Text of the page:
NBC News and news services
updated 11/12/2010 6:32:45 PM ET 2010-11-12T23:32:45

The U.S. Supreme Court decided Friday to allow the "don't ask, don't tell" policy on gays in the military to remain in place while a federal appeals court considers the issue.

  1. Other political news of note
    1. Animated Boehner: 'There's nothing complex about the Keystone Pipeline!'

      House Speaker John Boehner became animated Tuesday over the proposed Keystone Pipeline, castigating the Obama administration for not having approved the project yet.

    2. Budget deficits shrinking but set to grow after 2015
    3. Senate readies another volley on unemployment aid
    4. Obama faces Syria standstill
    5. Fluke files to run in California

The court did not comment in denying a request from the Log Cabin Republicans, a gay rights group, to step into the federal court review of "don't ask, don't tell." The Obama administration urged the high court not to get involved at this time.

Last month, a federal judge in California ruled that the policy violates the civil rights of gay Americans, and she issued an injunction that barred the Pentagon from applying it. The San Francisco-based appeals court said the policy could remain in effect while it considers the administration's appeal.

"Log Cabin Republicans are disappointed that the Supreme Court decided to maintain the status quo with regards to 'don't ask, don't tell,' but we are not surprised," said R. Clarke Cooper, the group's executive director. "We are committed to pursuing every avenue in the fight against this failed and unconstitutional policy."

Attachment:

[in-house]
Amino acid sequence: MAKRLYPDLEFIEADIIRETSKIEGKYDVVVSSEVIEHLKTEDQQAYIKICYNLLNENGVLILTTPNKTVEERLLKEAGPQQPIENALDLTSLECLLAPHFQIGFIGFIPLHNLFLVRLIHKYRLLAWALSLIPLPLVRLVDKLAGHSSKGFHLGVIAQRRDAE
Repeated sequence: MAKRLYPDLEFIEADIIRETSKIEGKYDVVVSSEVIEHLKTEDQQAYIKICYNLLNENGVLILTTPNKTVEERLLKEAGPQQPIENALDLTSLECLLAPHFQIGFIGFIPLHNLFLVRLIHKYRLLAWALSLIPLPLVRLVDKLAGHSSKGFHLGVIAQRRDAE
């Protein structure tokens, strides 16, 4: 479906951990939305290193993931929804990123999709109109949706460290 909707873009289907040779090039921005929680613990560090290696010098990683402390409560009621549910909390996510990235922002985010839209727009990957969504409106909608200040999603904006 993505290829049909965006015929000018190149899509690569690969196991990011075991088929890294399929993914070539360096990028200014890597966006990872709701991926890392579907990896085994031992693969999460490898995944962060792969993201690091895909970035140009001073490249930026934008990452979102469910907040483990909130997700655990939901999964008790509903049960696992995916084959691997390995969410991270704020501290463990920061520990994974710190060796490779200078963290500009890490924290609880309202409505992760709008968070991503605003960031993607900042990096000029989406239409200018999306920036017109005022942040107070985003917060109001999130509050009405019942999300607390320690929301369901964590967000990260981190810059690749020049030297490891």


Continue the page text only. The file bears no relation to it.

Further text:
President Barack Obama has pledged to push the Senate to repeal the policy in the lame-duck session before a new Congress is sworn in. Administration lawyers have in the meantime defended "don't ask, don't tell" in court.

The policy, which prohibits gays and lesbians from serving openly in the military, was lifted for eight days in October after U.S. District Judge Virginia Phillips ruled that it violates the U.S. Constitution. The Obama administration asked the appeals court to reinstate the ban until the court could hear arguments on the broader constitutional issues next year.

    1. Animated Boehner: 'There's nothing complex about the Keystone Pipeline!'

      House Speaker John Boehner became animated Tuesday over the proposed Keystone Pipeline, castigating the Obama administration for not having approved the project yet.

    2. Budget deficits shrinking but set to grow after 2015
    3. Senate readies another volley on unemployment aid